Gigabyte H261-Z60 Node Topology
One of the really interesting aspects to the Gigabyte H261-Z60 that we think our readers will be especially intrigued by is how AMD EPYC provides a differentiated experience versus Intel Xeon Scalable in 2U4N. The Gigabyte H261-Z60 shows why an AMD EPYC 2U4N solution is perfectly viable using single CPU configurations, something that Intel cannot match. To start understanding why, here is the official motherboard block diagram to frame our discussion:
To illustrate why this is important, here is a dual processor node. One can see, all devices are attached to the first CPU. If we had a second M.2 device that would be on the second processor, but here, all I/O is attached to a single CPU.
For AMD EPYC, this is important since it means that you can use all storage and expansion options, save the second M.2 slot, with a single CPU instead of having to use dual CPUs. Here is a single CPU example with a Mellanox NIC in the top left PCIe x16 slot.
Topology in AMD EPYC is important since it means that one can effectively use “P” series CPUs with this platform. Instead of two 16 core sockets, one can use an AMD EPYC 7551P with 32 cores and save money on the initial server hardware, and also halve VMware ESXi license costs. In a 2U4N chassis, those VMware savings can be tens of thousands of dollars per chassis.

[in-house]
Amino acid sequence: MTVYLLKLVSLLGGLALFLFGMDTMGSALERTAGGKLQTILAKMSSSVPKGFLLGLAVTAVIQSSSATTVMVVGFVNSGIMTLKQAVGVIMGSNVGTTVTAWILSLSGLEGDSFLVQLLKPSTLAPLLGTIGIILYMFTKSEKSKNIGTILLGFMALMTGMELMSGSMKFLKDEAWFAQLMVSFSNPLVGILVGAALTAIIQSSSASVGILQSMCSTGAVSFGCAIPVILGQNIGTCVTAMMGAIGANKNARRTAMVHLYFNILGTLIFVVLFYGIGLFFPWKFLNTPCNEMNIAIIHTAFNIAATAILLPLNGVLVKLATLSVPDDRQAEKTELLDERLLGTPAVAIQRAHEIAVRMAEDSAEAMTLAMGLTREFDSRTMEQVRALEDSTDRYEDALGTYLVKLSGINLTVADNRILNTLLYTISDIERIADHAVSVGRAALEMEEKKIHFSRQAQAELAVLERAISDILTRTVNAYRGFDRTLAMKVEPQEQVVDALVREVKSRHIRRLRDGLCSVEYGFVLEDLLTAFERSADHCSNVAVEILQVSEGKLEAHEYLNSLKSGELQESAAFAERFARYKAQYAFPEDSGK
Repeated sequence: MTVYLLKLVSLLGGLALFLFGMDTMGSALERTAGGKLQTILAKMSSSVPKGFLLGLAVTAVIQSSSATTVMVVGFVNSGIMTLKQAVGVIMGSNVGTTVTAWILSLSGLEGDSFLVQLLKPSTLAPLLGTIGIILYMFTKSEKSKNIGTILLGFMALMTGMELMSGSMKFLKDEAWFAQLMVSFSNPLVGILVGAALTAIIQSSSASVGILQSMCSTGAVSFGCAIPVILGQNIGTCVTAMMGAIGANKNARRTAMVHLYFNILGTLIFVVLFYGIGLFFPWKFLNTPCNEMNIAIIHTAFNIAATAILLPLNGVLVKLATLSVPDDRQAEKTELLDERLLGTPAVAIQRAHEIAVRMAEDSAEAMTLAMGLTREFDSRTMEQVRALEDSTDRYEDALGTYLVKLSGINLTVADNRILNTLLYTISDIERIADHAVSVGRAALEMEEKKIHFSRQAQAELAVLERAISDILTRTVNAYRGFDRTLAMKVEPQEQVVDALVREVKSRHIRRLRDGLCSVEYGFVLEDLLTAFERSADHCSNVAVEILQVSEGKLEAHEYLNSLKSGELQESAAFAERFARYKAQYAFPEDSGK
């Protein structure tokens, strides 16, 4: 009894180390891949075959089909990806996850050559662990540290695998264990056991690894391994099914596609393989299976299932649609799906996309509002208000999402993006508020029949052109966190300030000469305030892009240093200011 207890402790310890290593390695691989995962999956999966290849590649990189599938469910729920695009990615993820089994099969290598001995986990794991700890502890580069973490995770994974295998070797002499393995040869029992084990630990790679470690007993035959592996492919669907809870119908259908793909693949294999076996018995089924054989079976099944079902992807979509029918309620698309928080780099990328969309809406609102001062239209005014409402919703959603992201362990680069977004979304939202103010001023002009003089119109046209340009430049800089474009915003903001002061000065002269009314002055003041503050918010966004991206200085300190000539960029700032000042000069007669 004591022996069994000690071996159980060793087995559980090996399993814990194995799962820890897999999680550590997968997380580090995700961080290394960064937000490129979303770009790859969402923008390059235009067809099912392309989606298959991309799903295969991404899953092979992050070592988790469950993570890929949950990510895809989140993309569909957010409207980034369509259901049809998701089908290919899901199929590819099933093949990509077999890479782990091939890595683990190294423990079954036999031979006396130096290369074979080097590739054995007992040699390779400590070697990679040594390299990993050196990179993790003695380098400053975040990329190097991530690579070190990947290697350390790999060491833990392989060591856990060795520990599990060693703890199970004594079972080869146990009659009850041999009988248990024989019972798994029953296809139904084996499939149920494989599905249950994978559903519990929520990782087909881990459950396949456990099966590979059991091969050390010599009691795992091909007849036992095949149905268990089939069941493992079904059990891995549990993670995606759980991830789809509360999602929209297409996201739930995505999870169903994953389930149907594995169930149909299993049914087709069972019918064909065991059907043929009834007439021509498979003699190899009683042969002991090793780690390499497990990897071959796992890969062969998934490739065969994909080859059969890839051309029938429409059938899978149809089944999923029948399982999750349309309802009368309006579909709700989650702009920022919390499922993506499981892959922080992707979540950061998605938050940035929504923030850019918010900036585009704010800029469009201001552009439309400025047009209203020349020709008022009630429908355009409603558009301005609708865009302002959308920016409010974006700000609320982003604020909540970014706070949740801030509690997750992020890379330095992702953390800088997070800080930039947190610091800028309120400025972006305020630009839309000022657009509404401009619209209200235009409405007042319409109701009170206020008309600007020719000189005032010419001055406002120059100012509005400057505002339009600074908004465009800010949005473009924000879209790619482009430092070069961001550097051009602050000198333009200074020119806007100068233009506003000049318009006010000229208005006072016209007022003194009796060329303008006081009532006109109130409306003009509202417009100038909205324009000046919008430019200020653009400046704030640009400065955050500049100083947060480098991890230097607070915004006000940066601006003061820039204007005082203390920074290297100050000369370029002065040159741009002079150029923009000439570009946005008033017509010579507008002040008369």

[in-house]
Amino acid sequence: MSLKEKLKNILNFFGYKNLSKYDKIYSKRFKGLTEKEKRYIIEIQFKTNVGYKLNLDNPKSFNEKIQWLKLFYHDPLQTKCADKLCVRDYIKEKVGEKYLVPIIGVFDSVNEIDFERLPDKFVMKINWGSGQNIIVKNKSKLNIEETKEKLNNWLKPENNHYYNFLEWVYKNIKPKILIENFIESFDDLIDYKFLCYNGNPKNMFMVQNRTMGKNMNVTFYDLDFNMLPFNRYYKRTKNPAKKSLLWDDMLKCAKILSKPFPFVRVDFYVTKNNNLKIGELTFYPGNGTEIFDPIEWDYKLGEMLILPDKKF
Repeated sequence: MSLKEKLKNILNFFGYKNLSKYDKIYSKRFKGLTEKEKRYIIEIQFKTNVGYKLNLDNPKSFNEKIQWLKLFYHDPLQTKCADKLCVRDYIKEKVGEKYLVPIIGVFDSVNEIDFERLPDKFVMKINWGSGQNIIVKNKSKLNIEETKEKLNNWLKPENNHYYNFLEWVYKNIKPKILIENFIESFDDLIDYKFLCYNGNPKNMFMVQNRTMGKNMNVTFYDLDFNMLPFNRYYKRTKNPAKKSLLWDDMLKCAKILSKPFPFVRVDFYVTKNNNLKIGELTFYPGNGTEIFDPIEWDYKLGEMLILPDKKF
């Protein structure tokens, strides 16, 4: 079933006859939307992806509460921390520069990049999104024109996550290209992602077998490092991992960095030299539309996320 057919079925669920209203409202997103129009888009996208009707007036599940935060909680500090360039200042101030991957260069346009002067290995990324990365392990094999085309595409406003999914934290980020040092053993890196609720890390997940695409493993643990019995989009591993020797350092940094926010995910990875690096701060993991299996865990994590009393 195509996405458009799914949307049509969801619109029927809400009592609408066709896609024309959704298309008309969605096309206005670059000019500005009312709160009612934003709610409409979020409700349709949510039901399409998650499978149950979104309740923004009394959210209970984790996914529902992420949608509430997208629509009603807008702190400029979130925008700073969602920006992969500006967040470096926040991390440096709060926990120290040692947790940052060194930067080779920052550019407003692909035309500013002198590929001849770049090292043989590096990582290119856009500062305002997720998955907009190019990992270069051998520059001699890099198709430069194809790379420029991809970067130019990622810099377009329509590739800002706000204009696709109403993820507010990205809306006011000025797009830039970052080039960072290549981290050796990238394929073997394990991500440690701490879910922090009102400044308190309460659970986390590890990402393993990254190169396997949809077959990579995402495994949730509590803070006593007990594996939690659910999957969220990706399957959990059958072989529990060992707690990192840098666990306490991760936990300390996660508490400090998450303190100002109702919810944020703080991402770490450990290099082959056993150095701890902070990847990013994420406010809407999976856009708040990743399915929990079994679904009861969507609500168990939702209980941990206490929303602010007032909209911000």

With the PCIe x16 slots plus OCP mezzanine slot available, one has 48 PCIe lanes dedicated to those three I/O slots, plus four more for the M.2. That is 52 lanes or 4 more than the Intel Xeon Scalable single processor solution has. The additional 12 lanes from the first CPU are powering the BMC, 1GbE NICs, and the SATA III ports. One can add 50GbE or 100GbE OCP Mezzanine cards and use the PCIe x16 lanes for external hard drive arrays, NVMe JBOFs, or even GPUs and accelerators in external chassis. With Intel Xeon Scalable to achieve this level of connectivity, two CPUs must be used. With AMD EPYC, a single, lower-cost CPU can be used. A very valid use case is to use the Gigabyte H261-Z60 as a 2U4N system with one CPU per node.
Next, we are going to explore the management options before moving onto the power and performance testing.